Brand Marketing Search Engine

Monday, December 11, 2006

Other famous brand idea failures


Bright orange boxes aren’t enough

Many of the brands in this section have failed because they were too far away from what the consumer wanted, but sometimes products fail because they aren’t different enough from other popular products. This is certainly the case of Radion washing powder. Along with Pear’s Soap, Radion was one of the many Unilever brands for the chop when the Anglo-Dutch conglomerate announced it would be narrowing its scope on 400 ‘power’ brands. Launched 10 years before the February 2000 announcement, Radion had struggled to capture just over 2 per cent of the UK detergent market. One of the reasons for this, as with most brand failures, is that the public’s perception of the brand was far from clear.

Although the product’s vibrant design (Radion came in shocking orange packets) meant that the brand was easily identifiable on supermarket shelves, consumers were less than sure why they should buy it. It wasn’t the cheapest, it wasn’t considered the best quality, it wasn’t the oldest or the original. It was simply the brand with the brightest packaging. And that, in the end, is rarely enough.

Unilever’s final decision was to amalgamate Radion into its brand, and it continues under the banner Surf Fun Fresh.

Lesson from Radion

  • Be different. Brands need to have a strong point of difference from their competition. After all, this is the very point of branding in the first place. Garish packaging was not enough to win over consumers.

Clairol’s ‘Touch of Yoghurt’ shampoo

Launched in 1979, Clairol’s yoghurt-based shampoo failed to attract customers largely because nobody liked the idea of washing their hair with yoghurt. Of those who did buy the product, there were even some cases of people mistakenly eating it, and getting very ill as a result. The ‘Touch of Yoghurt’ concept is made even more remarkable by the introduction three years earlier by Clairol of a similar shampoo called the ‘Look of Buttermilk.’

This product had instantly bombed in test markets where consumers were left asking: what exactly is the ‘look of buttermilk’ and why should I want it?

Pepsi AM

In the late 1980s, Pepsi spotted a previously unexploited consumer: the breakfast cola drinker. Although Pepsi hadn’t conducted much comprehensive market research into this area, the company realized that many young adults were drinking caffeinated cola rather than coffee for breakfast. They therefore came up with Pepsi AM, a drink ‘with all the sugar and twice the caffeine.’

Unfortunately, Pepsi had failed to appreciate that although some people drank Pepsi for breakfast, there was no specific demand for a new sub-brand centred around that usage. ‘If a consumer doesn’t know he [or she] has a need, it’s hard to offer a solution,’ says brand expert and marketing author Robert McMath. ‘Sometimes a company can manufacture a need – but it’s expensive that way.’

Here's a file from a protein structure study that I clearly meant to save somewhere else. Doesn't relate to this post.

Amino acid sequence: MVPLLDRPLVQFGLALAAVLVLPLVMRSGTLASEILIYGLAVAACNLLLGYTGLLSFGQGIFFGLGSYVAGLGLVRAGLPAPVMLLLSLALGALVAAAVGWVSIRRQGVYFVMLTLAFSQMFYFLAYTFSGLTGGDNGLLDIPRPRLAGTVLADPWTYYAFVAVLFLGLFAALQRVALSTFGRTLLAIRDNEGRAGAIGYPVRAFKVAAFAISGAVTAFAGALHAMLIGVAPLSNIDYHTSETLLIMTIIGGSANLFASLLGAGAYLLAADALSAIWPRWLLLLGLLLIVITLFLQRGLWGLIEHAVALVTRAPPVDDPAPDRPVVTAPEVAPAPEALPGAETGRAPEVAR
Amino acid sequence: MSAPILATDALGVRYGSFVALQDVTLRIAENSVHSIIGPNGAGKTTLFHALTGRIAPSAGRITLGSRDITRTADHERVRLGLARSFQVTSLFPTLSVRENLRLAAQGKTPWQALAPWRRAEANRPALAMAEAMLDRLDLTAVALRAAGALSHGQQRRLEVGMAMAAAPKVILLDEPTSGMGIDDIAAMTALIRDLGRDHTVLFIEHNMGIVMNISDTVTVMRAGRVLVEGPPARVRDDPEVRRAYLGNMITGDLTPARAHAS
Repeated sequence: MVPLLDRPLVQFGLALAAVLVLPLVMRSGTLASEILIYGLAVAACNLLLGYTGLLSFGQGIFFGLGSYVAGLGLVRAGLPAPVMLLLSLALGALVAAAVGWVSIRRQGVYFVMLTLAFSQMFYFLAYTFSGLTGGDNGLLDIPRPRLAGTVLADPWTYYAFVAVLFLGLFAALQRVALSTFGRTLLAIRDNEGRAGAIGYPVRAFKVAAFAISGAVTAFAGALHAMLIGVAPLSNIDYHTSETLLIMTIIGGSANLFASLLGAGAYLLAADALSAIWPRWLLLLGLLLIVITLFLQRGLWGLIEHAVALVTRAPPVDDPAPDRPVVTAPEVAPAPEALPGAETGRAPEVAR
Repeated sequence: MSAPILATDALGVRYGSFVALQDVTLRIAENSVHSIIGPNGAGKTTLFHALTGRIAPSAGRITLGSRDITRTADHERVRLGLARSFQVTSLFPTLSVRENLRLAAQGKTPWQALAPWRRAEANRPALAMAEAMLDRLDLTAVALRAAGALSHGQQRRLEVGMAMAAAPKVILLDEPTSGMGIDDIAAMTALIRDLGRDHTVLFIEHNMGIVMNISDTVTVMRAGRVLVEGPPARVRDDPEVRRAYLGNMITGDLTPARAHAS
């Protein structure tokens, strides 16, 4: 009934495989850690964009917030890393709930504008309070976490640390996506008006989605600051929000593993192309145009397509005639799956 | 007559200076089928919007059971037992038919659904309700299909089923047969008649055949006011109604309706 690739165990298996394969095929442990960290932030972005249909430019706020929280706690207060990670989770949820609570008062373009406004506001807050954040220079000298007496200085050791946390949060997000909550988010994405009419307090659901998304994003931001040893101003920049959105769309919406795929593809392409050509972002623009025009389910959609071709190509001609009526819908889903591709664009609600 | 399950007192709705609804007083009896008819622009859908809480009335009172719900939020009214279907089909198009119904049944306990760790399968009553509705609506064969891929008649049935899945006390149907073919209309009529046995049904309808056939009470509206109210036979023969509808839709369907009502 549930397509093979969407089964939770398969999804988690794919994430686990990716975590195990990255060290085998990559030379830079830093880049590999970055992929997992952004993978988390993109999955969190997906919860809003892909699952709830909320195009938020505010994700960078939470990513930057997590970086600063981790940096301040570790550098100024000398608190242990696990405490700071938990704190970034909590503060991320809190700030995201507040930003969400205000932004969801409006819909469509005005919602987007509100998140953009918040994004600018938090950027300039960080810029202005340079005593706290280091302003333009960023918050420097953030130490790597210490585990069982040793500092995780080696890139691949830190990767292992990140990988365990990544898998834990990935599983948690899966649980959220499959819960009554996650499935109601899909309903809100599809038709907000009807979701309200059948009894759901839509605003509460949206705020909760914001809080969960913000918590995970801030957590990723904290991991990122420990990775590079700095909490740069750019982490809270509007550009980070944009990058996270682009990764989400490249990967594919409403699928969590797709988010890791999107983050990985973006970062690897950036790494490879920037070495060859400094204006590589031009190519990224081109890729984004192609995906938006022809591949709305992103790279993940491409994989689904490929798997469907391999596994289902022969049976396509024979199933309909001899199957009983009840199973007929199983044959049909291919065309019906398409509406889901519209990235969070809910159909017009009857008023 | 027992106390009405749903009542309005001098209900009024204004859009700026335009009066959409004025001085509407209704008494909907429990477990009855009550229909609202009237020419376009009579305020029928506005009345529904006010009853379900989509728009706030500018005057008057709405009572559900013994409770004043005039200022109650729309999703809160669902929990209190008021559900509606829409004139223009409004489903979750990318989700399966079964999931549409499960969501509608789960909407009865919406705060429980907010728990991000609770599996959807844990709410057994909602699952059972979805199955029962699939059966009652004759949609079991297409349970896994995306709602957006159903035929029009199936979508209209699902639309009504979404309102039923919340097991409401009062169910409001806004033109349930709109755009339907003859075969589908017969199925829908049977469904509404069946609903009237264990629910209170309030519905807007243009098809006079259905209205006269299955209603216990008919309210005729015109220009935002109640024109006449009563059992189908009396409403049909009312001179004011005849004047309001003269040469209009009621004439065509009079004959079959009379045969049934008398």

Nobody knew they wanted Pepsi AM, so nobody bought it. Furthermore, many marketing experts have successfully argued that because its name dictated when the product should be consumed, the market size was restricted to specific-occasion usage. Another bad idea, another flop.

Maxwell House ready-to-drink coffee

General Foods launched cartons of Maxwell House ready-to-drink coffee in 1990. The cartons, which appeared in the refrigerated sections of supermarkets, declared the product represented ‘a convenient new way to enjoy the rich taste of Maxwell House Coffee.’ The packaging stated that the coffee was brewed with ‘crystal clear water,’ and promised that the ‘fresh brewed flavour and aroma are locked in this exclusive foil-lined fresh-pack.’ The cartons also had a convenient screw-on plug to aid ease of use. The only trouble was the product couldn’t be microwaved in its original container.

Therefore the key incentive to buy ready-to-drink coffee – convenience – was taken away. As no-one fancied drinking cold coffee, the product failed.

Campbell’s Souper Combo

Another attempt at making life more convenient was soup manufacturer Campbell’s ‘Souper Combo’ idea, consisting of a combination frozen soup and sandwich. Designed for people with microwaves at the office or ‘latchkey kids’ cooking for themselves on their own at home, the product apparently fared well in tests.

The company spent millions on generating awareness for the ‘Souper Combo’ sub-brand, and the initial sales results were quite encouraging. However, it soon became clear that these were from people making one-off purchases, trying the product out of sheer curiosity. Consumers realized that despite the claims of increased convenience, it was actually quicker and easier to open a can of soup and make your own sandwich than prepare a Souper Combo. They therefore didn’t buy the product again.

Thirsty Cat! And Thirsty Dog!

Bottled water for pets

The worst of all bad ideas must surely be the Thirsty Cat! and Thirsty Dog! brands of bottled water designed for pampered pets. Although the water came in such ‘thirst-quenching’ flavours as Crispy Beef and Tangy Fish, pets and their owners remained unimpressed.


Unknown said...

Thank you I wanted to know about Radion ;-)

Andy said...

Came here to remember Radion, happy to read the rest 😁

Unknown said...

Couldn't Understand Why Radion Was Ever Launched In The First Place,& Such A Stupid Name Also!!Made People Think Of Radiation!!

Unknown said...

Ah yes. Radion! I wondered where it went. But not for 20 years.....

ONscotland said...

Also Radion adverts were clearly dubbed so came across as being launched on the cheap.

Unknown said...

The problem with Radion was the TV adverts. They were very cheap looking, so didn't instill much confidence in the brand. I can remember getting a free sample and it smelled great, but I think the damage had been done by then.